The biggest mystery of modern physical science is invisible -
the so-called dark matter and dark energy that together account for 95% of the mass-energy content of the universe. Discovering answers to "what is dark matter?" and "what is dark energy?" is therefore a hugely exciting challenge for cosmologists and particle physicists alike.
Galaxy clusters are special laboratories for studying the "dark universe". As the most massive objects in the universe, they contain a vast amount of dark matter, and the rate at which they grow over the course of cosmic history is sensitive to dark energy. Accurate measurements of the mass and internal structure of galaxy clusters are therefore key to our quest to understand dark matter and dark energy.
We, the Local Cluster Substructure Survey (LoCuSS), are studying intensely 50 of the most massive galaxy clusters in the local universe to learn how to measure the mass and structure of these cosmic giants as accurately as possible. The results of our study will feed directly into numerous big projects that aim to measure dark energy to high precision, including Euclid and LSST next decade. We are also studying the galaxies that are falling into these galaxy clusters, using observations with ESA's Herschel Space Observatory to find out what physical processes are responsible for turning off star formation in these galaxies.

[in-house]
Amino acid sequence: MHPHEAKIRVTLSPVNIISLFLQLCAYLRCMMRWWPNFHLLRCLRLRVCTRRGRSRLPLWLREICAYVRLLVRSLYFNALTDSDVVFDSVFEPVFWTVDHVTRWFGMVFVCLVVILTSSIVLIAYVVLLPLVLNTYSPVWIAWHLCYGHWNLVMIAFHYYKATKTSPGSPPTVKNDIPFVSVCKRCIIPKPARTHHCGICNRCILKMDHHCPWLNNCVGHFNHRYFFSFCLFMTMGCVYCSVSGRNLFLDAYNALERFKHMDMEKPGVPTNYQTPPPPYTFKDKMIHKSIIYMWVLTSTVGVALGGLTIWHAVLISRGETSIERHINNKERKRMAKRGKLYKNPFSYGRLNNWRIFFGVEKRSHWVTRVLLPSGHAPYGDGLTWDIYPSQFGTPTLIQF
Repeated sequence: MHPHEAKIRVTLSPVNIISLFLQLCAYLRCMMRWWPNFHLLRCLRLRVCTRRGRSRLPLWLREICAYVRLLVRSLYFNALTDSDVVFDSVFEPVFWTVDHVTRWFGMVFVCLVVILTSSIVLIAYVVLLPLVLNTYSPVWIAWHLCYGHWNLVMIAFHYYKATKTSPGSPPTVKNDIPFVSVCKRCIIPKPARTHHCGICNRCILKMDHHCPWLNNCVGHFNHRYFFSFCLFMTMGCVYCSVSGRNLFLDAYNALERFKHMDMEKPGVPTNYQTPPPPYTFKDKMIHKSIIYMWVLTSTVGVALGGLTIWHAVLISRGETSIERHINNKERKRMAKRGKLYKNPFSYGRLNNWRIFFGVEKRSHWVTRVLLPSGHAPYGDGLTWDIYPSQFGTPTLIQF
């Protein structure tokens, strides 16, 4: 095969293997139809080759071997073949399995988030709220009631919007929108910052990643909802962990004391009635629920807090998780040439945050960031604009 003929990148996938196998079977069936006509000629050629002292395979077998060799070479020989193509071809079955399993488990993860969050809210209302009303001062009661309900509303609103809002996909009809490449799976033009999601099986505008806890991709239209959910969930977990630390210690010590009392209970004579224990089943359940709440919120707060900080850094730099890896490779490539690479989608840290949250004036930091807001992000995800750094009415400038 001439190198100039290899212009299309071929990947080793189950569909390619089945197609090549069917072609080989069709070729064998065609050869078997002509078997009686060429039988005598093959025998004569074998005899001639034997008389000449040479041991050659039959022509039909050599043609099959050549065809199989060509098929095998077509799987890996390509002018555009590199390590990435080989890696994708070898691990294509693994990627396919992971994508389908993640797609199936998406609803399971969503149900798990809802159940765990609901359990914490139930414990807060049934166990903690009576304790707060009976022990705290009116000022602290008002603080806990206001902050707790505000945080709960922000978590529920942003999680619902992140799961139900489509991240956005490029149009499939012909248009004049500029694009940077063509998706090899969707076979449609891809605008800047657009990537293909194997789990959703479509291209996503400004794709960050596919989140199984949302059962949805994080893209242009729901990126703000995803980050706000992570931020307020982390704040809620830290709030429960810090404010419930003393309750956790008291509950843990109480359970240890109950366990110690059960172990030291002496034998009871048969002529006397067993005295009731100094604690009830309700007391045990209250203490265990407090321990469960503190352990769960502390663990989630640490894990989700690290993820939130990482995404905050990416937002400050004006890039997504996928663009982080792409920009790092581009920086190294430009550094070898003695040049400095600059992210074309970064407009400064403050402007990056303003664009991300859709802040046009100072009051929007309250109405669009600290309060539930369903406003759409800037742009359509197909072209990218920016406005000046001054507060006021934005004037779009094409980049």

Our scientific aims require a wide variety of observations and analysis techniques. For example, we use gravitational lensing observations with the Subaru telescope to map the dark matter (blue, top), observations with the UK Infrared Telescope to map the old stars in the cluster galaxies (orange, middle-top), Herschel to locate star-forming galaxies (red, middle-bottom), and the Chandra X-ray Observatory to probe the ionized cluster atmosphere (green, bottom). More details of our observations are available here.